“Better Angels” with Rev. Kendyl Gibbons
The congregation voted to hear this “Golden Oldie” again (previously shared in June of 2013).
It is always easy to despair of the present age, which consistently appears corrupt and degenerate beyond any previous time. And yet, if some historical observers are to be believed, our inherent near-sightedness may be making us oblivious to genuine progress, and needlessly discouraged about the possibility of improvement in the human condition. There is good news to be taken into account, which this sermon invites us to consider.
“Of Miracles” with Rev. Kendyl Gibbons
All the classical secular Christmas stories of our culture have to do with miracles, when that term is properly understood. Today we celebrate the holiday season as a time of transformation of the human spirit. We will share flowers of joy and concern.
“Crown of Light: Solstice Celebration for All Ages” with Rev. Kendyl Gibbons
Today we celebrate the wheel of the year, and the powers of women, grain, cats, and the returning light, with the legend of Santa Lucia. We will also celebrate generosity by bringing gloves, hats and scarves for our Mitten Tree, and the Choir and Children’s Choir will sing. The young ladies of the religious education program are invited to wear white tops — blouses, tee shirts, or turtlenecks will all work — to facilitate their participation in the pageant.
“Unitarian Universalism Made Real” with Shawna Foster
We value ourselves as a people that prove our religion through action.
Join human rights activist and former intern minister, Shawna Foster,
as she reveals how we are making ourselves real in this world by
creating ever-lasting peace. Find out how Unitarian Universalism is an
answer beyond the extremes of pacifism and war, and how you are a part of this
“Annual Bread-Sharing” with Barbara Griggs
On this Sunday, at the beginning of the traditional holiday season, join us for the annual bread-sharing service, celebrating the joy of sharing and caring for each other and the larger world. This intergenerational service will reflect on some of the teachings of Universalist writer Louisa May Alcott.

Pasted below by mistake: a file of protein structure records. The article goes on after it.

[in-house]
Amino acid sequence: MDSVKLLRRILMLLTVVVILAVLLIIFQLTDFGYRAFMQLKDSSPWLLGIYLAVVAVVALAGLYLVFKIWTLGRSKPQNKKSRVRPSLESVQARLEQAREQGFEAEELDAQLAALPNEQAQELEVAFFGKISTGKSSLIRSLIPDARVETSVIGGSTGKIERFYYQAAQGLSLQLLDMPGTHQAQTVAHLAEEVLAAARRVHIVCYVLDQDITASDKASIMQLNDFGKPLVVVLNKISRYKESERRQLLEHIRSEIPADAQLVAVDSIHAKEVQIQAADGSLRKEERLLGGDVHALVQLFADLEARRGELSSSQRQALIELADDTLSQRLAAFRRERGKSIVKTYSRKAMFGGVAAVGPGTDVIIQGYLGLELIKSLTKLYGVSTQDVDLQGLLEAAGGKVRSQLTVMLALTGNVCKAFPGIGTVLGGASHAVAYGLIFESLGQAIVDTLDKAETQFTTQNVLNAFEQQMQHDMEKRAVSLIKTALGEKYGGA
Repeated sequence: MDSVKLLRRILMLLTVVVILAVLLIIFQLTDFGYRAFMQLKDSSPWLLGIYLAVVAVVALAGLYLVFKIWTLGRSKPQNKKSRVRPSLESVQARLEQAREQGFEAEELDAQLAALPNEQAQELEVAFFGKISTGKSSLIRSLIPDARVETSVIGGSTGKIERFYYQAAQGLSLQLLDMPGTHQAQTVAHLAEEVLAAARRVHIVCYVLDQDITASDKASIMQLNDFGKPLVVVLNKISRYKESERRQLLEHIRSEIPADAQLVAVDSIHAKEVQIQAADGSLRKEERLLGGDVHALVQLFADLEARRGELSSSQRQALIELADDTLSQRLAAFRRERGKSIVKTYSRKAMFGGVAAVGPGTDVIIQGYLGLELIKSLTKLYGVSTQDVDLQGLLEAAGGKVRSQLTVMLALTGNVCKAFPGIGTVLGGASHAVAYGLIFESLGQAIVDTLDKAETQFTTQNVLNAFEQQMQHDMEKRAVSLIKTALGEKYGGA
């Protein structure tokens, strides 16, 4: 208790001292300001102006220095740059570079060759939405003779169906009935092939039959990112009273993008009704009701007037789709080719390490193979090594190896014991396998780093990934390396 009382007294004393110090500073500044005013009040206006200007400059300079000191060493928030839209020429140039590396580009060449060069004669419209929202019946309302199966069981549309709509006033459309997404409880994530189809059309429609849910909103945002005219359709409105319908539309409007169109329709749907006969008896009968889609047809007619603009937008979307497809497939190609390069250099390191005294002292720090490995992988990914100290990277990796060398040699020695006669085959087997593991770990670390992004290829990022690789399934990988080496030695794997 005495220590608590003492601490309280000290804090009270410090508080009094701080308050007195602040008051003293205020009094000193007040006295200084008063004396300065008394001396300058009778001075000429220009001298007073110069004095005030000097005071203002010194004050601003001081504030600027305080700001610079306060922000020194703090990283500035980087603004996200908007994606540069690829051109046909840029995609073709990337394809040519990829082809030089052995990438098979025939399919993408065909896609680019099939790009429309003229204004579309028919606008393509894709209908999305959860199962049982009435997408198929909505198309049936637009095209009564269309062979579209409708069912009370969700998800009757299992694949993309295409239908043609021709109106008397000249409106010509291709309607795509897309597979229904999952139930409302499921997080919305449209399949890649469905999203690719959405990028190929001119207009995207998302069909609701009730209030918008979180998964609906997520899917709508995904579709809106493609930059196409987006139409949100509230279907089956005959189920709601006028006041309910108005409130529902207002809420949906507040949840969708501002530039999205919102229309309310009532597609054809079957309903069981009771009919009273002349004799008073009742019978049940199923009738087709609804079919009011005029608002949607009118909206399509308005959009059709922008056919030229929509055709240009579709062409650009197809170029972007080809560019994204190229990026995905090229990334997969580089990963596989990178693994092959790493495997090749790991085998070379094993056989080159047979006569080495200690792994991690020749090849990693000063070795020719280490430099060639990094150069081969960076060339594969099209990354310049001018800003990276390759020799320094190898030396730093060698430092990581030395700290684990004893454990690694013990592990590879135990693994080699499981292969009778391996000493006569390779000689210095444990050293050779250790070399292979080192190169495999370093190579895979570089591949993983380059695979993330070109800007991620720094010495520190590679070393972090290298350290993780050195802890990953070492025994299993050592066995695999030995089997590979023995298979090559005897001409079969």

“Offering Thanks” with Rev. Kendyl Gibbons
The practice of gratitude is an important component of human wholeness; how do the mythologies of both Hanukkah and Thanksgiving serve to remind us of this important truth, and call us to celebrate our communities of memory and promise?
“Sharing the Flame” with Rev. Kendyl Gibbons
Both ideals and communities must be shared if they are to remain alive. Today we honor the young people who have become our newest chalice lighters, welcome with rejoicing those who have recently become members of All Souls, and celebrate the growth of our teen Coming of Age class. The choir will sing.
“A House of the Holy” with Rev. Thom Belote
A church is both a home of the human and a house of the holy; this service will focus on the latter part of this saying. Rev. Thom Belote, minister of our neighbor UU Church, will explore ways in which the church can afford us a new understanding and an experience of the holy, as well as ways of approaching the church that cut us off from the holy. This Sunday Rev. Kendyl will be in the pulpit at the Shawnee Mission UU Church.
“Requiem” with Rev. Kendyl Gibbons and the All Souls Choir, directed by Anthony Edwards
The Dia de los Muertos as it is celebrated in Mexican cities concludes with the music of a traditional solemn requiem at the Cathedral. The All Souls choir has put great effort into one of the modern era’s most lovely pieces, the Requiem by John Rutter. We will begin with a reflection on the tender connection that persists between the living and the departed, and then lift our hearts into the beauty of music.
“The Flame of Heresy” with Rev. Kendyl Gibbons
460 years ago on this day, Miguel Serveto Conesa Reves Villanueva was executed by burning at the stake in Geneva, Switzerland, for the crime of writing and publishing a book of heresy. Michael Servetus, as he is more commonly known to us today, is widely regarded as one of the founders of Unitarianism. What, if anything, still connects our 21st century movement to his fatal ideas?